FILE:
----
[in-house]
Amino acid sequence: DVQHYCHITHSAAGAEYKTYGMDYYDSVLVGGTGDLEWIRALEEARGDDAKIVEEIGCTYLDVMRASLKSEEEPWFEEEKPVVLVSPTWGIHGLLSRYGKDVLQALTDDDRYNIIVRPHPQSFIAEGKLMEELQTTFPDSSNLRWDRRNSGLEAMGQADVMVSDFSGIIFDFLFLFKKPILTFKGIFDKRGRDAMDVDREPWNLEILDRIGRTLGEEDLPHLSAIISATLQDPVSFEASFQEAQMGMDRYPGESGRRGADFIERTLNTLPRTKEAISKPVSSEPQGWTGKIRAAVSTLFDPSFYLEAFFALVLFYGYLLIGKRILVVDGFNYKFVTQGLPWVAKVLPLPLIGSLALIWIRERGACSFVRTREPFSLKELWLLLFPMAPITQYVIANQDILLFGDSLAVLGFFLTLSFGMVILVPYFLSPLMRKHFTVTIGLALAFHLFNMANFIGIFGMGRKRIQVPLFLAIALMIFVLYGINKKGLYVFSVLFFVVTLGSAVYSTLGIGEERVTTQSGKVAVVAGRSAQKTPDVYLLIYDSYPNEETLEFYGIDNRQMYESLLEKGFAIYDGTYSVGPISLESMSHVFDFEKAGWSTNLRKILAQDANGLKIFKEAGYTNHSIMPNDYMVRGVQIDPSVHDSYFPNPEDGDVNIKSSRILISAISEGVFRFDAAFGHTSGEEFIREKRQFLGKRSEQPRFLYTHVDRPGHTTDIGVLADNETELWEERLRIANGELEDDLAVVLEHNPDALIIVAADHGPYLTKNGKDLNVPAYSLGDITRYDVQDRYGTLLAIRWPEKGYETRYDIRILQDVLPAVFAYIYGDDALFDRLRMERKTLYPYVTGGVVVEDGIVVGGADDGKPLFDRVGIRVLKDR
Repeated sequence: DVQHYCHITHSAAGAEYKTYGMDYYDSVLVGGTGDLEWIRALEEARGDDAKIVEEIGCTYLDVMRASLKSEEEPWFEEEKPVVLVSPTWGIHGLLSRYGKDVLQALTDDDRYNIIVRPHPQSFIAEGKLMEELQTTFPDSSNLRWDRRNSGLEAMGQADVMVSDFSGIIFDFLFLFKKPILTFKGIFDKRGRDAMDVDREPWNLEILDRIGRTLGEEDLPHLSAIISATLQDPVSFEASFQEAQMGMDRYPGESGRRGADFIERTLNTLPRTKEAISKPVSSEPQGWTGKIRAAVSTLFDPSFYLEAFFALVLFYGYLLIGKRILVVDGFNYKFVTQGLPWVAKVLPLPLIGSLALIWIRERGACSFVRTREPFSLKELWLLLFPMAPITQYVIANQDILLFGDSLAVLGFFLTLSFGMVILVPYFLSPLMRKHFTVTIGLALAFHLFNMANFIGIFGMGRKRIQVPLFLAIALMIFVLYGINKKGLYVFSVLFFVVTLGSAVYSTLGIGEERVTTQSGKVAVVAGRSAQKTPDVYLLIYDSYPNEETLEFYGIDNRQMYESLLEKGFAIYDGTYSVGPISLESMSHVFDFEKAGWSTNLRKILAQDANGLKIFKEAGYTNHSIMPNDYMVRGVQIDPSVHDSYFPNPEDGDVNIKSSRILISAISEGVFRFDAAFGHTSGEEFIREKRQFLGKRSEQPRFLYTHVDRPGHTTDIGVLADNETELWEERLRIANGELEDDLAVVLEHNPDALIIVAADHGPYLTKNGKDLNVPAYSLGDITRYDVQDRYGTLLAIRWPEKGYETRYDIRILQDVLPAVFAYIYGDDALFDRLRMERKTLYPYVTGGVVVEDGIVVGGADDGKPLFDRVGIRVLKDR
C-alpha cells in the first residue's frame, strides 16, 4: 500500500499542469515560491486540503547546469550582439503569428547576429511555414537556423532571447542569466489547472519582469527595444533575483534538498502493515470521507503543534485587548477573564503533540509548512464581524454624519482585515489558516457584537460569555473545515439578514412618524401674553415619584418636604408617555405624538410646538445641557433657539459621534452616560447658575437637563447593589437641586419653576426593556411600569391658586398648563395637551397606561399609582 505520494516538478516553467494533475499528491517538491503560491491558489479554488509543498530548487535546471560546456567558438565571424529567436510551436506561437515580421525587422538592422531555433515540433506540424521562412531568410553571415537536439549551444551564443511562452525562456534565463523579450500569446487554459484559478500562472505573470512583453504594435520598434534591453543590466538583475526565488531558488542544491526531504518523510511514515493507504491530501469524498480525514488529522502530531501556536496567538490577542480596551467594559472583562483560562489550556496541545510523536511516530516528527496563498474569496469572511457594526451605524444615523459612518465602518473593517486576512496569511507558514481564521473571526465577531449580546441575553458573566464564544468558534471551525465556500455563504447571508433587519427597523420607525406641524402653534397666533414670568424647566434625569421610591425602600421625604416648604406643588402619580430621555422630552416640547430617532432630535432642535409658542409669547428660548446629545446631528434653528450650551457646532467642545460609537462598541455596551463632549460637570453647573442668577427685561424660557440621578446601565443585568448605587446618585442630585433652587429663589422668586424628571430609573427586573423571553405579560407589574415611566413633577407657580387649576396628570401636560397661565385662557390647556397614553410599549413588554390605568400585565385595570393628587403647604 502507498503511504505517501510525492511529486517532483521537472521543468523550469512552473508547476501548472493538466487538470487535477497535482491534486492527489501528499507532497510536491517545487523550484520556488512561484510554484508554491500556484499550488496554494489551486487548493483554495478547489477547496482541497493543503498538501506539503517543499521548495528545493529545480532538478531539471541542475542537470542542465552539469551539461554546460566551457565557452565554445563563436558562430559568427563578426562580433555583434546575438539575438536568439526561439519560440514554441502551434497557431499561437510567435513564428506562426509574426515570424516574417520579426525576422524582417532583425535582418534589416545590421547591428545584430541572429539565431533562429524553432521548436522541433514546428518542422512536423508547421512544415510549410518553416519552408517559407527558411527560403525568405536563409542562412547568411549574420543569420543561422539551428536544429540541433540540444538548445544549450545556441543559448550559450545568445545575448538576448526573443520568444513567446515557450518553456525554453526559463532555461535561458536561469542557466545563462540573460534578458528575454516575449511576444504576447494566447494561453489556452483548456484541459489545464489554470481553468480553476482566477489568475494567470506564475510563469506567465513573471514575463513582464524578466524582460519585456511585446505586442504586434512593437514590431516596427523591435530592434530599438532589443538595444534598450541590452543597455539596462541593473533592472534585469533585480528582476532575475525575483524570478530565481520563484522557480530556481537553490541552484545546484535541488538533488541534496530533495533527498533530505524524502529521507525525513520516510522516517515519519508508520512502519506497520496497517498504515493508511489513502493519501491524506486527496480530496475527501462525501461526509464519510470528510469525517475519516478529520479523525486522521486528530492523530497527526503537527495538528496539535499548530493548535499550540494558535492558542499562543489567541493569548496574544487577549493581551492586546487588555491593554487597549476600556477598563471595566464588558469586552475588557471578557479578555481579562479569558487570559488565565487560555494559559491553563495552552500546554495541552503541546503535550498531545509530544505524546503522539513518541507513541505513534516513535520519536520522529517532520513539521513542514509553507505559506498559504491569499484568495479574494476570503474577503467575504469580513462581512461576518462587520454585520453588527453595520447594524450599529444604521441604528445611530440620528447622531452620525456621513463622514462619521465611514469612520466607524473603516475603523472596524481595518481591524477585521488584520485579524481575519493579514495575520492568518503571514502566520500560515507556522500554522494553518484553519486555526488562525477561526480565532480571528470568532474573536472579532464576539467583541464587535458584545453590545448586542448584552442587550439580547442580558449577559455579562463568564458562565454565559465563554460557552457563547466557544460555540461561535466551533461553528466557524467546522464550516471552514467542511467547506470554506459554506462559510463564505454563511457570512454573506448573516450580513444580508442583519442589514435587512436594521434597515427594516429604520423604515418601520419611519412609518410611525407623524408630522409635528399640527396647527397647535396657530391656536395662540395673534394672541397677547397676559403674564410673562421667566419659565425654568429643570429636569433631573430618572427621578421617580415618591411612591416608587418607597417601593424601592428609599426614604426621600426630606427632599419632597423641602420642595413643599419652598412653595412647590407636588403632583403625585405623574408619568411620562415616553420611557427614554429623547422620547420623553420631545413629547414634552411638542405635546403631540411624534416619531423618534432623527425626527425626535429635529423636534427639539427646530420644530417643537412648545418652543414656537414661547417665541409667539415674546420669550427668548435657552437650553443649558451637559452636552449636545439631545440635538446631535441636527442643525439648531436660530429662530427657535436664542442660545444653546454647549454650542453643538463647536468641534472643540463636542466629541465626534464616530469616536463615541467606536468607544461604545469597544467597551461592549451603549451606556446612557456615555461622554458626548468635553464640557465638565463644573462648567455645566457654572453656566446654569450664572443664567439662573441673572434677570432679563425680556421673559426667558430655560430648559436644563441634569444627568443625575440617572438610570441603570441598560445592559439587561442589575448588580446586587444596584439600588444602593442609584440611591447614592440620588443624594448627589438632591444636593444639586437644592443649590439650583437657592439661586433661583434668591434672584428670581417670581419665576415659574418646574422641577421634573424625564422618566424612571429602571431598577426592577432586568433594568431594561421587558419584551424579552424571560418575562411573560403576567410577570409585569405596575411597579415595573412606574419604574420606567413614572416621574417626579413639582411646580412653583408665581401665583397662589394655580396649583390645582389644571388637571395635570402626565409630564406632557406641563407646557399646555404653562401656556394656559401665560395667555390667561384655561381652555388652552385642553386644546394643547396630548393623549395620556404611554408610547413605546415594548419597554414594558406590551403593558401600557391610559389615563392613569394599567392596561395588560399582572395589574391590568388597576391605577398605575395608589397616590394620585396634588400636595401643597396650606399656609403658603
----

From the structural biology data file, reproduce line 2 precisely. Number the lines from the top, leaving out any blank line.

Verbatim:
Amino acid sequence: DVQHYCHITHSAAGAEYKTYGMDYYDSVLVGGTGDLEWIRALEEARGDDAKIVEEIGCTYLDVMRASLKSEEEPWFEEEKPVVLVSPTWGIHGLLSRYGKDVLQALTDDDRYNIIVRPHPQSFIAEGKLMEELQTTFPDSSNLRWDRRNSGLEAMGQADVMVSDFSGIIFDFLFLFKKPILTFKGIFDKRGRDAMDVDREPWNLEILDRIGRTLGEEDLPHLSAIISATLQDPVSFEASFQEAQMGMDRYPGESGRRGADFIERTLNTLPRTKEAISKPVSSEPQGWTGKIRAAVSTLFDPSFYLEAFFALVLFYGYLLIGKRILVVDGFNYKFVTQGLPWVAKVLPLPLIGSLALIWIRERGACSFVRTREPFSLKELWLLLFPMAPITQYVIANQDILLFGDSLAVLGFFLTLSFGMVILVPYFLSPLMRKHFTVTIGLALAFHLFNMANFIGIFGMGRKRIQVPLFLAIALMIFVLYGINKKGLYVFSVLFFVVTLGSAVYSTLGIGEERVTTQSGKVAVVAGRSAQKTPDVYLLIYDSYPNEETLEFYGIDNRQMYESLLEKGFAIYDGTYSVGPISLESMSHVFDFEKAGWSTNLRKILAQDANGLKIFKEAGYTNHSIMPNDYMVRGVQIDPSVHDSYFPNPEDGDVNIKSSRILISAISEGVFRFDAAFGHTSGEEFIREKRQFLGKRSEQPRFLYTHVDRPGHTTDIGVLADNETELWEERLRIANGELEDDLAVVLEHNPDALIIVAADHGPYLTKNGKDLNVPAYSLGDITRYDVQDRYGTLLAIRWPEKGYETRYDIRILQDVLPAVFAYIYGDDALFDRLRMERKTLYPYVTGGVVVEDGIVVGGADDGKPLFDRVGIRVLKDR